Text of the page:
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The fTlQQQzine Of Home Video 


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Spring, Nineteen Hundred and Seventy-Nine 

Volume Two, Number Two 


The Videodisc Is Here 10 

by Alexander J. Haiken 

First came the home videocassette recorder. Now a new form of 
video promises to further change the way we view television in the 
home. I magine owning The Godfather for $16 . . . an offer you can’t 

What’s Next? Teletext 18 

by Nigel Cawthorne 

Pick up the phone, dial in to a central computer and start punching 
numbers on a handheld keypad that looks like a calculator. On your 
TV screen appears a list of movies in town, complete with review, 
show time, and theater name and location. 

Video Environment 26 

Coming out of a notable New York background in TV production at 
CBS and two major video houses, cocktail lounge proprietor Bruce 
Lang of Providence, R.l. has found large-screen TV both a business 
and a pleasure. 

Video Wallpaper 59 

by Gary Jitt 

A new series of 14 half-hour videocassettes are designed to “bring 
nature back home.” After a hectic day at the office, sit back, relax, 
and watch the waves roll in, on your TV. 

Video Programming Guide by Rena Adier 35 

An eight-page section. News & Views. Tops on the Tube. A New Source for Pre-Recorded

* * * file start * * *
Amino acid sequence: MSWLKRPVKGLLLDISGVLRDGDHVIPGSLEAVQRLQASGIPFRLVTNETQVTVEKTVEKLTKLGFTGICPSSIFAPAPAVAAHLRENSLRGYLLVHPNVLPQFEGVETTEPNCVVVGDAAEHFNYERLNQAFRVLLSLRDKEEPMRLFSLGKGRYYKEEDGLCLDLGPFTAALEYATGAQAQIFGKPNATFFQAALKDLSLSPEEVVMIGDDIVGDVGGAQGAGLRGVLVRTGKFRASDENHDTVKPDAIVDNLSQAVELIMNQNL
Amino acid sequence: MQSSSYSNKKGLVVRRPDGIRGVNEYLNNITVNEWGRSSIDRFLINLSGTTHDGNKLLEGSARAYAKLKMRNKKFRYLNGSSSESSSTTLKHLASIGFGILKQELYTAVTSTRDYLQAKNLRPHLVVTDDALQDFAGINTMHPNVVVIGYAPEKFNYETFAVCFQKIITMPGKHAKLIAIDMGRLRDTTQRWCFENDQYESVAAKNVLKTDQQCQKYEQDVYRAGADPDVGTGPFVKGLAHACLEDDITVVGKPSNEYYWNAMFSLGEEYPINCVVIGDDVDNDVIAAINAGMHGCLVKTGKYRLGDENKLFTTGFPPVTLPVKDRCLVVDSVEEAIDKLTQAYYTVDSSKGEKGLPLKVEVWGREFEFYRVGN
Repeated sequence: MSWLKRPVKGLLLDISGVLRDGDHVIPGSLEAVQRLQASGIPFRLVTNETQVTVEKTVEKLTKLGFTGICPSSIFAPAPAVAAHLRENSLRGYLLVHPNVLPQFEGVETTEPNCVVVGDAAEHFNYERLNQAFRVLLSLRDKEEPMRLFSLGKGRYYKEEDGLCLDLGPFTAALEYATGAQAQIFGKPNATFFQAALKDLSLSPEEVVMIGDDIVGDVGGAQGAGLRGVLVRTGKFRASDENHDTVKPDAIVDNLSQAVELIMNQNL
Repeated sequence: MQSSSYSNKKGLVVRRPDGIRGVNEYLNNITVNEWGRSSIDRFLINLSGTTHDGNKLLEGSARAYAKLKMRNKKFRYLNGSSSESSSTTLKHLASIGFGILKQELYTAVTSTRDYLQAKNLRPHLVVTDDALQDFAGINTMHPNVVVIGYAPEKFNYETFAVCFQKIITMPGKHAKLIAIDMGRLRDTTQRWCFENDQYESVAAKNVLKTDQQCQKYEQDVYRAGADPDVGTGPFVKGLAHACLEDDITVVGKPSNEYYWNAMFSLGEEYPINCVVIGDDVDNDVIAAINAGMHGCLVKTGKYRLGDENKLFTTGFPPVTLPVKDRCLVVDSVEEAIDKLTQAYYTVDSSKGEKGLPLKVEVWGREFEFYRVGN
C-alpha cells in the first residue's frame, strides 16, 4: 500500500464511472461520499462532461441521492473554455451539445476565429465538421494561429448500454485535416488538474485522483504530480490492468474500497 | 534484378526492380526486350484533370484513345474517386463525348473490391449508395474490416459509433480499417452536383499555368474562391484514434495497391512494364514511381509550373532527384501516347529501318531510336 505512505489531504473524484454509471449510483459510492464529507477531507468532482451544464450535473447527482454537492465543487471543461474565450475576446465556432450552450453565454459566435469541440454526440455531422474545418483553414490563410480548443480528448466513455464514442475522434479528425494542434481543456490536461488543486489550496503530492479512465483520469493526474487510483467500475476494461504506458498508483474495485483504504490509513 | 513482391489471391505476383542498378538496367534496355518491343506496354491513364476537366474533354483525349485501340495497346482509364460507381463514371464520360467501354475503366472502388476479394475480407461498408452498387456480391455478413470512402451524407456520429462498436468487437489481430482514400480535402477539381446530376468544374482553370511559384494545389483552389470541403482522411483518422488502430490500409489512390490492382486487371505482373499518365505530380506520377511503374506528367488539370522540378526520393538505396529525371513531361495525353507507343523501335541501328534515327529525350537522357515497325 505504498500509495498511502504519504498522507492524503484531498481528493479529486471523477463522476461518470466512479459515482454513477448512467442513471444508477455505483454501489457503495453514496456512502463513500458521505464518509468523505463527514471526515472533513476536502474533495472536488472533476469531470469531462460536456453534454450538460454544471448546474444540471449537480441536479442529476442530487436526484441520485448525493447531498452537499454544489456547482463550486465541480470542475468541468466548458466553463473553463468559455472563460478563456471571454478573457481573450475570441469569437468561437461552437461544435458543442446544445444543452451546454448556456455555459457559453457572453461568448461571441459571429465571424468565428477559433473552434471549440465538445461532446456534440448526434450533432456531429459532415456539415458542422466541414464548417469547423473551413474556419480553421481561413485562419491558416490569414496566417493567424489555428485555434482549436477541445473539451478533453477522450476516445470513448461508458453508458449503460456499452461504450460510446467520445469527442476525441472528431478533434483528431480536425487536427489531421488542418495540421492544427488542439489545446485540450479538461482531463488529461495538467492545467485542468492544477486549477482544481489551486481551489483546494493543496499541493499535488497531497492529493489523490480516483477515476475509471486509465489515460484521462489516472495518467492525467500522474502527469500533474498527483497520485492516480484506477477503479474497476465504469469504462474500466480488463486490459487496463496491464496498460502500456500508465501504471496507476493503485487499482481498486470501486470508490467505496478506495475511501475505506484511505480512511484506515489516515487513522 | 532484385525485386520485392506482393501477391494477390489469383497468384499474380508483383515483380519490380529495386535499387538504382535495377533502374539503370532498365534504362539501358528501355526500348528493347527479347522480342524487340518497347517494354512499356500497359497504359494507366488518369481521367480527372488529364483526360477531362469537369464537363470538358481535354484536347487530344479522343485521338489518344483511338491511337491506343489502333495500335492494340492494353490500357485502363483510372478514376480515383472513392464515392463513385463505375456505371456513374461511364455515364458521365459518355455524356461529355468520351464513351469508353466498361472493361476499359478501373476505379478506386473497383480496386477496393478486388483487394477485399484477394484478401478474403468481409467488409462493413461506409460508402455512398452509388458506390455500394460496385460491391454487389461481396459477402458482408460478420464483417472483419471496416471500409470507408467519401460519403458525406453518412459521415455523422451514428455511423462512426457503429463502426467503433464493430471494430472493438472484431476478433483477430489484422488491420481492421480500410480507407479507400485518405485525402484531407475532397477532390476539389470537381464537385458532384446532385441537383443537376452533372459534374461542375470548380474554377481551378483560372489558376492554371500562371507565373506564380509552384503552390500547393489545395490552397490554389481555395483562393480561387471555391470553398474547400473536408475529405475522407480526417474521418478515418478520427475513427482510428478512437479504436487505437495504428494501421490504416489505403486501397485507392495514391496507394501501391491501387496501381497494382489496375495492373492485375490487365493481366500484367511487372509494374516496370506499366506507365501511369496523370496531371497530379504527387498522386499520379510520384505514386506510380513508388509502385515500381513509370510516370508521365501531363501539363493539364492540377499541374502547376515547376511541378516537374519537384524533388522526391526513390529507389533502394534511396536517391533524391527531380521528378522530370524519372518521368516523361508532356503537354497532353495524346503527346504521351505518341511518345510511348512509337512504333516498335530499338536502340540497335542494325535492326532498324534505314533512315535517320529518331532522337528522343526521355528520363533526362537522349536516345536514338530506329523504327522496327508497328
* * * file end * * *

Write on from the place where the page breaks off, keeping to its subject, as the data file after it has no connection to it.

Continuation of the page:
Programs. More Programs to Come. Programming Notes—Readers’ Questions Answered. 

VideoTestS by Berger-Bralthwalte Labs 44 

Zenith KR-9000 Beta Videocassette Recorder 
Sharp 19C100 Color Television 
Magnavox 8240 Color Camera 
Hitachi VT-4200 VHS Videocassette Recorder 
Coleco Telstar Arcade Video Game 
Zenith SK-1961 Color Television 

Mike Staup of Magnavox with 
the Magnavision player and 
MCA DiscoVision disc at press 
debut two days before system 
went on sale for first time in 
world in Atlanta. On screen is a 
scene from “Smokey and the 
Bandit" with Burt Reynolds, 
one of the two best-selling 
titles on first day of sales. 
Other top seller was “Jaws.” 
(Videodisc artwork courtesy 
of MCA, Copyright 1978 MCA 
DiscoVision. All rights reserv¬ 

FEEDBACK VIDEO Readers Air their Views . 8 

VIDEOGRAM A Regular Report of Video News & Information .14 

NEW PRODUCTS The Latest in Home Video Equipment & Accessories .21 

TECHNICAL Q & A Some Help with Common Problems .24 

CHANNEL ONE What Is Video? .Bruce Apar 6 

THE TV DEN Curing the Blank-Screen Blues .David Lachenbruch 30 

THE VIDEO PROGRAMMER Rent, Borrow & Swap .Ken Winslow 33 

VIDEO is published five times a year—Spring, Summer. Fall. Annual Buyer s Guide, and Winter—by